Back in 2008, the group signed a purchase agreement with the city to obtain a bit of vacant land adjacent to the river levee. The contract, however, came with a long due diligence period before the group actually had to close on the deal. Recently, the group notified the city that it does indeed want to exercise another 12-month extension to continue due diligence on the project. The new extension gives the group until October of 2013 to decide whether to pull the trigger on the deal.
This next year may be critical in determining whether the river redevelopment project has any legs to it. I believe this most recent extension marks the last extension available to the group under the current purchase contract. So, a decision time may be nearing.
What I have long heard from the development group is that they won’t build the project on speculation. In other words, the economy needs to improve enough that some significant retailers are ready to sign leases for the project.
• There may be one redevelopment that folks in North Lawrence are hoping for even more than the riverfront idea. That would be the redevelopment of the troubled mobile home park at 827 Walnut St.
If you remember, the city went into the trailer park and basically shut the park down after finding gross violations of the city’s code. When I say gross, I mean gross on a couple of levels. The city found some trailer units discharging sewer straight to the ground, which had left pools that children were congregating around.
In total, the city issued 13 search warrants as part of an investigation of environmental and property maintenance code violations.
The city action made it so that no one could live at the property, but it left a question about what was to become of the mess. Currently, most of the trailers continue to sit at the park in a bad state of disrepair.
Well, city officials recently have confirmed that talks are underway by a private developer to purchase the park and convert the area into single-family homes. Brian Jimenez, the codes enforcement manager with the city, said local contractor Mark Bowden is in discussions with the California owner of the park. I believe the situation is still fluid, so there is no guarantee of a deal. City officials, though, have told me they want to give the deal a chance to go through before they start ordering a massive cleanup of the property. Such a cleanup likely will be expensive. The city can always try to recoup those expenses by placing a special assessment onto the property tax bill of the real estate, but that doesn’t always result in a quick recouping of funds.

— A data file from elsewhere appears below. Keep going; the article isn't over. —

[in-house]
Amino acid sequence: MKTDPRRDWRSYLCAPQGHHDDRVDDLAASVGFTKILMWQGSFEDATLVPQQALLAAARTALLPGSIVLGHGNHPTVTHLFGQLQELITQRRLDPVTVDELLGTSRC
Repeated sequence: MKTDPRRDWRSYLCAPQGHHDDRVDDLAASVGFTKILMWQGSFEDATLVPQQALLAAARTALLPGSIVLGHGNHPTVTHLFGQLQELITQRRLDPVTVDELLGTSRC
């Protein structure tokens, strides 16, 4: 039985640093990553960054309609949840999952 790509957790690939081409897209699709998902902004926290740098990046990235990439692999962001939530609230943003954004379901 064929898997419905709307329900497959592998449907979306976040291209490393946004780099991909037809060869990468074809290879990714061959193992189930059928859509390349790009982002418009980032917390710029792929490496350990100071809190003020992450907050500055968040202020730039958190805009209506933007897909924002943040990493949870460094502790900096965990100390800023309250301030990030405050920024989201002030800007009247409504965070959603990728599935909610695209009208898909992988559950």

• And finally, a brief update on an item we mentioned earlier in the week. Lawrence-Douglas County Planning Commissioners met last night and dealt a blow to the idea of more retail development occurring at the controversial intersection of Sixth Street and the South Lawrence Trafficway.
The Planning Commission on a 4-3 vote rejected a request to rezone 146 acres at the northwest corner of Sixth and the SLT to allow retail development.
Just a few weeks ago, the planning commission approved the request on a 7-1 vote. But that was when planning commissioners thought the site was going to be home to a proposed sports complex with the city and KU. That proposal has since moved to the east side of the SLT, and as a result, city commissioners asked the Planning Commission to reconsider its previous vote.
The owners of the property, which is a group led by Lawrence businessmen Duane and Steve Schwada, argued the property should still be rezoned to retail, and have said that if it isn’t the proposed sports complex likely is going to lack the necessary hotels, restaurants and other amenities that normally nearby such a development.
Wednesday night’s Planning Commission vote doesn’t end the discussion. The Planning Commission is merely an advisory board. City commissioners will have the final say on the zoning issue.
But if city commissioners also reject the zoning, it will create a question of what the property should be zoned as. The city has to figure that out because it took the somewhat unusual step of annexing the property into the city limits before it was certain of what its zoning would be. There probably will be some more interesting discussions about this one, and perhaps another close vote.